Self-Sovereign Identity (SSI) is a movement aimed at introducing trust, autonomy, and privacy into the digital realm. This is not a straightforward task. The introduction of SSI represents a systemic change that requires many parties to reorient their thinking, adapt to new technologies, and shift their perspective on relationships (both in terms of their relationship with customers or citizens and with competitors, suppliers, ecosystem partners, etc.). Such a significant transformation also comes with an entirely new vocabulary. This page endeavors to explain the most common concepts and directs readers to other sources for further information.
How SSI Works: The Triangle of Trust
Image 1. The Triangle of Trust: How does the exchange of credentials work with SSI?
The Triangle of Trust elucidates the fundamental process of how data from an Issuer (or issuer) in the form of credentials reaches a Verifier (or requester, also known as a Relying Party). Unlike traditional digital data transfer where the Verifier retrieves data directly from the Issuer, the subject of the data (the Holder) controls the data transfer.
The Holder seeks data from the Issuer, such as a driver's license, diploma, or doctor's prescription. The Issuer signs and seals these data (both using cryptographic techniques), after which the Holder can retrieve and store them in their wallet (also known as a digital wallet). The Issuer may also place an attribute in a register (Verifiable Data Registry) to indicate the validity of the data. This attribute contains no information about the data or the subject of the data. If the Issuer wishes to revoke the issued credential (e.g., revoking a driver's license after a serious traffic violation), the Issuer revokes the validity statement in the Verifiable Data Registry.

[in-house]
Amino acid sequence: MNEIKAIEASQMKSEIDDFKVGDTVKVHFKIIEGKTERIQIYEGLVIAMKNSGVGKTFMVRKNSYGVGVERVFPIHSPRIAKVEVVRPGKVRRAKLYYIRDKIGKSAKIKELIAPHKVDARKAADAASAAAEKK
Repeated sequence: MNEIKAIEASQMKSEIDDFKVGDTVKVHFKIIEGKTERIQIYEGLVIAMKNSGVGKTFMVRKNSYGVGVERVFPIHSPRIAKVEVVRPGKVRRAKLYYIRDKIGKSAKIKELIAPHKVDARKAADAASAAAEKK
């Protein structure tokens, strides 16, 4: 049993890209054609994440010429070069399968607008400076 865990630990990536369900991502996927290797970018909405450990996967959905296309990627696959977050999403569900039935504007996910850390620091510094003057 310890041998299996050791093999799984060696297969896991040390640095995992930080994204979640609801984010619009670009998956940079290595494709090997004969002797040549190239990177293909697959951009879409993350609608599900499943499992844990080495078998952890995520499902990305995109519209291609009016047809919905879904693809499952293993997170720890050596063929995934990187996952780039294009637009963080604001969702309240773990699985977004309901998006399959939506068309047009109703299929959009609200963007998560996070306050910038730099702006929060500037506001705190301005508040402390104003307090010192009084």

When the Holder intends to engage in a transaction with another party, this party becomes the Verifier. For example, when someone wishes to rent a car, and the rental company requests the driver's license. The Holder then presents these data to the Verifier, including the cryptographic information that verifies the accuracy of the data. The Verifier can check in the Verifiable Data Registry to confirm that these data are still valid and have not been revoked.
The concept of Self-Sovereign Identity (SSI) introduces its own terminology. For explanations of these terms, we refer you to the glossary provided by the ESSIF lab. You can also find numerous other informative models there to deepen your understanding of SSI.
What is a Technical Interop Profile?
A Technical Interoperability Profile is a set of technical protocols and standards to which various parties have committed themselves. This ensures that the data issued for a specific use case is also usable in other use cases that adhere to the same Technical Interoperability Profile. In this context, the DBC has initiated DIIP.
If you have questions about a concept or term and would like to learn more, please contact Alexander van den Wall Bake at email@example.com.
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